Rampaging animals and high-powered machine guns. Don’t fight it, let Far Cry 4 amplify your inner asshole, says Matt Martin.
“The elephant was dead. I jumped in a nearby jeep and drove at it full pelt, launching the vehicle off its carcass and crashing into a guard.”
Far Cry 4 gave me three options for infiltrating an enemy base during my hands-on time with it at E3 2014. I can use stealth to sneak in and take the place using cunning and misdirection – but the weapon of choice is a crossbow, and what kind of person uses a crossbow? People who tortured pets when they were kids, that’s who.
Another option was to approach the place by air using the gyrocopter but I didn’t really feel that confident in what is basically a scooter with rotor blades. One lucky shot from the enemies on the ground and I’d be plummeting to earth for a reality check with dirt.
So I took advantage of what Ubisoft likes to call “weaponised animals”, a phrase that reminds me of that military programme where they strap bombs to dogs and send them under an enemy tank. This is Far Cry 4, let’s take advantage of something we don’t see in other first-person shooters.
So from the paddy field I can see that the settlement I need to liberate has high walls and a solid, locked front gate. I mounted the nearest elephant – a phrase I’ve never before written in my journalistic career – and trotted towards the base. With a click of the analogue stick I got my hairy-headed friend to charge right towards the wooden gates for a grand entrance. Surprise, motherfuckers!
It felt liberating, I felt powerful. I charged ahead towards the nearest guard and his assault rifle spat lead, but it was no effective defence against a tonne of meat. I saw him scream as the elephant stomped him to a pulp. Using the elephant to breech the building was more fun than those explosives you use in Call of Duty, but after riding his back and using a heavy machine gun to take down a few snipers on the rooftops, I realised I was a massive target. I dropped off the elephant and decided to use buildings and ample cover to tackle the rest of the level.
Stand around in Far Cry 4 and you’ll quickly become swamped by guards. Using cover and the verticality of buildings I managed to pop a few more guards in some tense fire-fights. These guys were using cover pretty effectively despite my onslaught and the situation got a little tougher when jeeps with mounted machine guns turned up applying more pressure.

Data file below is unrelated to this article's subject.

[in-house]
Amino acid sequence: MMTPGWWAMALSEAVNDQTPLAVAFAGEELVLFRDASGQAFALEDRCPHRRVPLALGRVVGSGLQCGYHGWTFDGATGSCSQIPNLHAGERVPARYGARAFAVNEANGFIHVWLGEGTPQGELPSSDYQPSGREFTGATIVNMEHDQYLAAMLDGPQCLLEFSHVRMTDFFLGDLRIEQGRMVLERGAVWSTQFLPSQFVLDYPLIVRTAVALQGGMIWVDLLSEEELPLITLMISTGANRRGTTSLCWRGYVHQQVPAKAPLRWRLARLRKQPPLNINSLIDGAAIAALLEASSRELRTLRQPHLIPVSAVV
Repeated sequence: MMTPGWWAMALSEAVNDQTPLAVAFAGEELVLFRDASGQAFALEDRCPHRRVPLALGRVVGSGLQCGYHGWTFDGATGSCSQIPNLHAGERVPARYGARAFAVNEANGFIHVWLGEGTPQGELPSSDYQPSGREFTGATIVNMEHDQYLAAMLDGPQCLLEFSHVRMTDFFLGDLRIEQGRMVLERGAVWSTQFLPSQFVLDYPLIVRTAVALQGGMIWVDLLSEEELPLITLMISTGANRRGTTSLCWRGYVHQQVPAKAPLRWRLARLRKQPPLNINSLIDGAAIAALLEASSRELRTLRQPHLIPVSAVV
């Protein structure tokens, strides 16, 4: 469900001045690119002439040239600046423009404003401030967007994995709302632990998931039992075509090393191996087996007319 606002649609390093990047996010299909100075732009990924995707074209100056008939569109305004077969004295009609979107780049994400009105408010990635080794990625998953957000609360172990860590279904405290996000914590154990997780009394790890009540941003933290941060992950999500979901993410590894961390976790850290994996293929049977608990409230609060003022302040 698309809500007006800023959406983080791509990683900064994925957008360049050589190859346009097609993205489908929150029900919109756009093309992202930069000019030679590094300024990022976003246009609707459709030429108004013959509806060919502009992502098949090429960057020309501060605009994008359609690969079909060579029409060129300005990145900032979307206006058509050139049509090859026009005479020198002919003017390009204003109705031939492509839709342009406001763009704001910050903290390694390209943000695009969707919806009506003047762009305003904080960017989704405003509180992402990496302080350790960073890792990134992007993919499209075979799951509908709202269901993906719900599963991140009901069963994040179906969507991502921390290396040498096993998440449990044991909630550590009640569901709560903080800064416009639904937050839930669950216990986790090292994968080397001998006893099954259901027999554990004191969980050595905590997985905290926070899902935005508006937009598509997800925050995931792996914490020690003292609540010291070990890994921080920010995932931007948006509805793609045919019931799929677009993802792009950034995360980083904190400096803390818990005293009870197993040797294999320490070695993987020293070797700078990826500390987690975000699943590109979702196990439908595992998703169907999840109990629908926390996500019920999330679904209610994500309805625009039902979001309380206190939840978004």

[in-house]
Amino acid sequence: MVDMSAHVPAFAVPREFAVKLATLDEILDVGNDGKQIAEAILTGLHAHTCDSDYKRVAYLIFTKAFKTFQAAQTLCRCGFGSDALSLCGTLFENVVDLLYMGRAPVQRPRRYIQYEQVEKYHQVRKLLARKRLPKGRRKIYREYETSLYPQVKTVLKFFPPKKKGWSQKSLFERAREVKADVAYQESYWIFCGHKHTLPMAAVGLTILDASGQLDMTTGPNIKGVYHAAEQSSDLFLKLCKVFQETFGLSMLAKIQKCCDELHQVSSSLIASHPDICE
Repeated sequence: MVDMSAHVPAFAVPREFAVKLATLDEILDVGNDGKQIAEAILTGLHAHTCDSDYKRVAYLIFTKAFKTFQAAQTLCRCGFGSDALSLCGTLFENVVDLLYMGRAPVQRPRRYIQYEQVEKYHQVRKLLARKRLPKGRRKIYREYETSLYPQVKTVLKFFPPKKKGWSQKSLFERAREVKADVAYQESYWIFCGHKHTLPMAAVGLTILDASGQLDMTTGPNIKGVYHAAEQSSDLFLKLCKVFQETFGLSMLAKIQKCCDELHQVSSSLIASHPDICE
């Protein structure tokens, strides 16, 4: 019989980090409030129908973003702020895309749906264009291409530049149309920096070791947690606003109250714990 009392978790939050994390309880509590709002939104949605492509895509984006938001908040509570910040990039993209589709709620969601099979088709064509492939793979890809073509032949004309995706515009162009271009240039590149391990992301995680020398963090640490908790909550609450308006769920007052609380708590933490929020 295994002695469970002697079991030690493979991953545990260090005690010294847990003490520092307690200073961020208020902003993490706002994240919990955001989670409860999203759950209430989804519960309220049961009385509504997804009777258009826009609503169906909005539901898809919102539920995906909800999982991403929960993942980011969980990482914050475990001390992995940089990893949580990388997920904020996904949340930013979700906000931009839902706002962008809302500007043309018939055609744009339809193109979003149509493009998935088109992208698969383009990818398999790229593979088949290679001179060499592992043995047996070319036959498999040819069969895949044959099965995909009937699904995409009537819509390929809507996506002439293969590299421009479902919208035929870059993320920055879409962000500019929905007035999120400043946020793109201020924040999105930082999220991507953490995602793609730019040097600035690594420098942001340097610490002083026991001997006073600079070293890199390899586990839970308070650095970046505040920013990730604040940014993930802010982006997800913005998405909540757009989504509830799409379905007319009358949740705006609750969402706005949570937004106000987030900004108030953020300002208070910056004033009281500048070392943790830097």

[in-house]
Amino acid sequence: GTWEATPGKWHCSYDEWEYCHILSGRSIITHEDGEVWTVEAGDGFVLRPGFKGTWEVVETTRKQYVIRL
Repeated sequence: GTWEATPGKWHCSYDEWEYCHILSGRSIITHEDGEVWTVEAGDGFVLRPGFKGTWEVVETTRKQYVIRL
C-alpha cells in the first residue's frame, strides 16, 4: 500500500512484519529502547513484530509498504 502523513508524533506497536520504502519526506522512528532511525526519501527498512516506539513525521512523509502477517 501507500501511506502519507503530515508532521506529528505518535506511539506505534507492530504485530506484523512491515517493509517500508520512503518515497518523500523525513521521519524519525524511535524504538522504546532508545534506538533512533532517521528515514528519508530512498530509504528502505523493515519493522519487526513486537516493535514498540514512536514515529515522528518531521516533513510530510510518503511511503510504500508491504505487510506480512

Shit was getting chaotic, which is one of the defining features of the Far Cry games. Hurling grenades can set off a chain of explosions where your own hair-trigger thinking can backfire. I kept moving but my elephant friend was also on a rampage, crushing enemies with gay abandon. I was in just as much danger from him, so he had to go down. I kind of felt a little guilty but I filled the elephant full of lead and he went down like, well, an elephant that’s had 20-odd 50 calibre bullets pumped in to it.
The elephant was brown bread, but he still had his uses. I jumped in a nearby jeep and drove at it full pelt, launching the vehicle off its carcass and crashing into a guard and a brick wall. It wasn’t refined but it sure-as-hell was effective.
“People complained about Far Cry 3’s lead character being a stereotypical bro but I don‘t care because in real-life I’m a bit of an asshole too.”
The chaos continues with a helicopter flying into my own little fantasy warzone and I struggled to take it down. I hadn’t found anything bigger than the heavy machine gun so it took a lot of moving, sheltering under the overhang of buildings and plenty of luck. As it crashed to the ground the base was liberated and the exhilaration subsided.
I played Far Cry 3 last year to the point where I liberated all the bases on the second island in one long session. After about seven hours of solid play I thought I was going to have a seizure. My eye twitched, I had motion sickness and my bladder had gone numb. Picking up Far Cry 4 today I was back in that same place and loving it. Is Far Cry 4 just Far Cry 3 reskinned with snow and more mountains? Probably, hopefully.
I can’t think of a shooter that offers such madness in its quest for freedom. You can call me a dick for killing an elephant deliberately and then using its body as a launch ramp but these are the options. The developers have put this in the game and you use it as you like.
People complained about Far Cry 3’s lead character being a stereotypical bro but I don‘t care because in real-life I’m a bit of an asshole too. Far Cry 4 amplified that and it felt like freedom to me.